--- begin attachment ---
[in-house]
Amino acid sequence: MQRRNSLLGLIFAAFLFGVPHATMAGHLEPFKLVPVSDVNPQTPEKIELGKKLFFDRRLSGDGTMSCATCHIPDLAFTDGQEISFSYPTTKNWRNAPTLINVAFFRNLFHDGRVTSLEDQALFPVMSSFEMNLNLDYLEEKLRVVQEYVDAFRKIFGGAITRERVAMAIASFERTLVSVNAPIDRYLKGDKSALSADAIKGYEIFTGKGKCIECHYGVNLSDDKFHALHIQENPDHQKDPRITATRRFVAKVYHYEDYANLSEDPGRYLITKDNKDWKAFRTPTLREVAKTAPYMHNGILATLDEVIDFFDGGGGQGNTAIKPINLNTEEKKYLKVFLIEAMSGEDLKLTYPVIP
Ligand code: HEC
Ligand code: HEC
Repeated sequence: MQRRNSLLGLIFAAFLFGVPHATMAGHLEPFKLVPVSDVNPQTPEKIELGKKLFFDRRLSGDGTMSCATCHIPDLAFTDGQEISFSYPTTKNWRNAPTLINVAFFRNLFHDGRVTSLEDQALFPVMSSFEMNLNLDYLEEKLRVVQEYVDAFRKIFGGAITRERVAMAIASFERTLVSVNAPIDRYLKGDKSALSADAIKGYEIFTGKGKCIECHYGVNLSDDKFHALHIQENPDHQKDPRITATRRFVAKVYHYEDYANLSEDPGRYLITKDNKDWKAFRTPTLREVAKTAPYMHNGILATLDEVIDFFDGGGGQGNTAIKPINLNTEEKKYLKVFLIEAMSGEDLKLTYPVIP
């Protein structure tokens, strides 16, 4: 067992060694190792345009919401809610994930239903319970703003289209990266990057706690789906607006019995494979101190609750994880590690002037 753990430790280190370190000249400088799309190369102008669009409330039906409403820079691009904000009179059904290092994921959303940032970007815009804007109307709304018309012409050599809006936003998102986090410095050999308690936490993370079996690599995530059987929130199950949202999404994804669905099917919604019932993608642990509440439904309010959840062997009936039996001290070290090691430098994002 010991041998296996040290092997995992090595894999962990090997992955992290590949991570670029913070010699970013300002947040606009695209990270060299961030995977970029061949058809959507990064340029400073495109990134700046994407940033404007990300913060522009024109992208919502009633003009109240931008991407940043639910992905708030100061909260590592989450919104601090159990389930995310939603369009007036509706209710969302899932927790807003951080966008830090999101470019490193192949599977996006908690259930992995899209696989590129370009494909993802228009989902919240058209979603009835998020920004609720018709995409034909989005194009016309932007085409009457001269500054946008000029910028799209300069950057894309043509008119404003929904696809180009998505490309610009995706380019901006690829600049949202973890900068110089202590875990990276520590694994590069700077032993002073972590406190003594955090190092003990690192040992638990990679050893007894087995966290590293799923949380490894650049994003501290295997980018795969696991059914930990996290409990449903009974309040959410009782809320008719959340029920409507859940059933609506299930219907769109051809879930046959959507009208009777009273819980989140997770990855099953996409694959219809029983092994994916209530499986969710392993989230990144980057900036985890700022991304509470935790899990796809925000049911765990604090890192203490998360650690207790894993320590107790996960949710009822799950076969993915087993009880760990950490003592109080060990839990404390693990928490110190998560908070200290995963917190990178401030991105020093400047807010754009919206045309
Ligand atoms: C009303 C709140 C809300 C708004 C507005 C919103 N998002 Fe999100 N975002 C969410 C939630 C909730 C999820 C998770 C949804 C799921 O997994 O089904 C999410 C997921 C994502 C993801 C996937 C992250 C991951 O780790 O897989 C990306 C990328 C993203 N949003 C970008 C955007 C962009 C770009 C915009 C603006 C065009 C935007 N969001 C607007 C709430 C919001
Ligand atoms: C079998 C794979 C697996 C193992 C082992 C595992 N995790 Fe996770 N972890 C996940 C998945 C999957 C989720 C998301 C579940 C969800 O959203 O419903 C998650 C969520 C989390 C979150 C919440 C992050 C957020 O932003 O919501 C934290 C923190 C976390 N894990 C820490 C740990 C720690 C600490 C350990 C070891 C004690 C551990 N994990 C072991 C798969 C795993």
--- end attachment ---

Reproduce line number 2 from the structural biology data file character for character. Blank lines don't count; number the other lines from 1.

Amino acid sequence: MQRRNSLLGLIFAAFLFGVPHATMAGHLEPFKLVPVSDVNPQTPEKIELGKKLFFDRRLSGDGTMSCATCHIPDLAFTDGQEISFSYPTTKNWRNAPTLINVAFFRNLFHDGRVTSLEDQALFPVMSSFEMNLNLDYLEEKLRVVQEYVDAFRKIFGGAITRERVAMAIASFERTLVSVNAPIDRYLKGDKSALSADAIKGYEIFTGKGKCIECHYGVNLSDDKFHALHIQENPDHQKDPRITATRRFVAKVYHYEDYANLSEDPGRYLITKDNKDWKAFRTPTLREVAKTAPYMHNGILATLDEVIDFFDGGGGQGNTAIKPINLNTEEKKYLKVFLIEAMSGEDLKLTYPVIP